A nation which has its laws, its finance, its educational system, its administrative habits, and its civil service shaped by the ideas of another nation, would certainly appear to have lost some of the most effective means of moulding character. And as an example, the United States is developing a local patriotism, evidenced in the war with Spain, as strong as exists anywhere, and has as definitely marked habits of industry (whether admirable or otherwise) and as distinctive manners as any nation in Europe, though it has not a separate language.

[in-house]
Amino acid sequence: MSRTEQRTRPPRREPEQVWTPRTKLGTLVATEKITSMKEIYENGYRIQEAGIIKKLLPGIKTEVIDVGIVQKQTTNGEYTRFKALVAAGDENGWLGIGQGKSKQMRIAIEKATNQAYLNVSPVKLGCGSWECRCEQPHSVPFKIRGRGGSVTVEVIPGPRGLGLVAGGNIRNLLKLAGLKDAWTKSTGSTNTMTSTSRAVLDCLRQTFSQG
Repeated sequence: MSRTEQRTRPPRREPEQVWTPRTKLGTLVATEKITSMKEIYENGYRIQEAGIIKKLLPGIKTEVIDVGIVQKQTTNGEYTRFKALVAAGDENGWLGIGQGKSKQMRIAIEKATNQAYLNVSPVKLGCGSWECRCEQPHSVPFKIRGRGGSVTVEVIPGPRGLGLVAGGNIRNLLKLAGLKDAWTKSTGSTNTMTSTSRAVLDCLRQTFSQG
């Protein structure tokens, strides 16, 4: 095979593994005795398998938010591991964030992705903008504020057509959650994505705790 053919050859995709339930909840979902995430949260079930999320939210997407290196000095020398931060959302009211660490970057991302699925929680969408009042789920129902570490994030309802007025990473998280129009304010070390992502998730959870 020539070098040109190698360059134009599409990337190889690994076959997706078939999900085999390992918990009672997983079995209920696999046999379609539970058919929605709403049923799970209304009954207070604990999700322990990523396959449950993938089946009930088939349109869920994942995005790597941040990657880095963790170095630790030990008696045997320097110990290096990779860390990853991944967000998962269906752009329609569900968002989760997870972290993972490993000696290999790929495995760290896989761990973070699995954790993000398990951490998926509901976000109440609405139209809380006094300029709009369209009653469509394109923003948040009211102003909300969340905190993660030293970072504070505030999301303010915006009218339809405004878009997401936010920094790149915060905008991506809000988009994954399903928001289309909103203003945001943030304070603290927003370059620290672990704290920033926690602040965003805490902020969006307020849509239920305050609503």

Much more profitable, however, it seems to me, than such theorising is the problem of how to create in Ireland a people, healthy, educated, cultured in the best sense, with sufficient material comfort, developing their minds and their bodies to the end of maximising life, sensitive to intellectual and moral values, and conducting their national life on lines of justice, and freedom, and good faith. That is, in outline, the standard by which, I submit, we should judge proposals and policies. Had we the political power in Ireland, there are a hundred things we should strive for so as to attain that standard. For instance (and I merely take these as examples), we should set up the best system of primary and secondary instruction that the total experience of other countries suggests, with a system of popular university education, free of access to every boy and girl who could reasonably profit by it. We should endeavour to throw the burden of taxation on the wealthy and landlord classes, with a heavy income tax on unearned wealth; and out of such revenues we should provide sufficient old-age pensions for those who need them, and in that way extinguish the abominable workhouse system. We should set our faces against anything like protective duties on food or manufactured articles by which the cost of living is raised on the many for the benefit of the landlord or the capitalist, as the case may be. But we should have an efficient system of factory laws by which the health of the workers would be safeguarded, and we should further raise the position of the farm labourers, perhaps the most neglected class in all Ireland to-day. We should immediately nationalise the railways and canals as monopolies that pressingly need control, and out of the profits of such administration we might well build harbours round the coast for the proper development of the fisheries; indeed the fishing industry itself might well be nationalised and put on a stable basis.